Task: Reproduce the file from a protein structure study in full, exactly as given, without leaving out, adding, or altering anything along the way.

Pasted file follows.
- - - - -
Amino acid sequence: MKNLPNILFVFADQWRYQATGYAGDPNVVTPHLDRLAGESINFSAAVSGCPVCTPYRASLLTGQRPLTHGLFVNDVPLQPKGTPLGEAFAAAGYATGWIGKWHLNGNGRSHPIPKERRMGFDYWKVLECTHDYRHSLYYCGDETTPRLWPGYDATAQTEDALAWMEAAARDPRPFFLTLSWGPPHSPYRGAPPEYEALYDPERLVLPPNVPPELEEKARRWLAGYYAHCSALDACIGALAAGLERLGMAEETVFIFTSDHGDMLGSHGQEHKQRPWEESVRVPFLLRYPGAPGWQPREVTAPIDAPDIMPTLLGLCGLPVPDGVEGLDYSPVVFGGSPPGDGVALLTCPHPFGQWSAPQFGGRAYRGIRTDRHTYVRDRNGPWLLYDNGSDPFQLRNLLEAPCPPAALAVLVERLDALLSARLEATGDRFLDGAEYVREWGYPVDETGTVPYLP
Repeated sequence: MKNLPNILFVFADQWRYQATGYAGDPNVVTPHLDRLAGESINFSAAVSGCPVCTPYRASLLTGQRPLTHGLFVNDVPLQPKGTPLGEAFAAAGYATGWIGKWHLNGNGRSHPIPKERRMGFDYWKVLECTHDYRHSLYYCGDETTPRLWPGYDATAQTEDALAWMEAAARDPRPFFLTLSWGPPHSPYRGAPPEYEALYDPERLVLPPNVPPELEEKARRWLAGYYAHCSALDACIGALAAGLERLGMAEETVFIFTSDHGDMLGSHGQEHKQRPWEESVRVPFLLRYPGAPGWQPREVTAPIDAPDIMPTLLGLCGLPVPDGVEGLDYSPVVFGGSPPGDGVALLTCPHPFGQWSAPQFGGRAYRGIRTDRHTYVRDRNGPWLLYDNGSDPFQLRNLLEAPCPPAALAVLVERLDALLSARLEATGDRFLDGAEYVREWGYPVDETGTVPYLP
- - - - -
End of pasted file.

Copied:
Amino acid sequence: MKNLPNILFVFADQWRYQATGYAGDPNVVTPHLDRLAGESINFSAAVSGCPVCTPYRASLLTGQRPLTHGLFVNDVPLQPKGTPLGEAFAAAGYATGWIGKWHLNGNGRSHPIPKERRMGFDYWKVLECTHDYRHSLYYCGDETTPRLWPGYDATAQTEDALAWMEAAARDPRPFFLTLSWGPPHSPYRGAPPEYEALYDPERLVLPPNVPPELEEKARRWLAGYYAHCSALDACIGALAAGLERLGMAEETVFIFTSDHGDMLGSHGQEHKQRPWEESVRVPFLLRYPGAPGWQPREVTAPIDAPDIMPTLLGLCGLPVPDGVEGLDYSPVVFGGSPPGDGVALLTCPHPFGQWSAPQFGGRAYRGIRTDRHTYVRDRNGPWLLYDNGSDPFQLRNLLEAPCPPAALAVLVERLDALLSARLEATGDRFLDGAEYVREWGYPVDETGTVPYLP
Repeated sequence: MKNLPNILFVFADQWRYQATGYAGDPNVVTPHLDRLAGESINFSAAVSGCPVCTPYRASLLTGQRPLTHGLFVNDVPLQPKGTPLGEAFAAAGYATGWIGKWHLNGNGRSHPIPKERRMGFDYWKVLECTHDYRHSLYYCGDETTPRLWPGYDATAQTEDALAWMEAAARDPRPFFLTLSWGPPHSPYRGAPPEYEALYDPERLVLPPNVPPELEEKARRWLAGYYAHCSALDACIGALAAGLERLGMAEETVFIFTSDHGDMLGSHGQEHKQRPWEESVRVPFLLRYPGAPGWQPREVTAPIDAPDIMPTLLGLCGLPVPDGVEGLDYSPVVFGGSPPGDGVALLTCPHPFGQWSAPQFGGRAYRGIRTDRHTYVRDRNGPWLLYDNGSDPFQLRNLLEAPCPPAALAVLVERLDALLSARLEATGDRFLDGAEYVREWGYPVDETGTVPYLP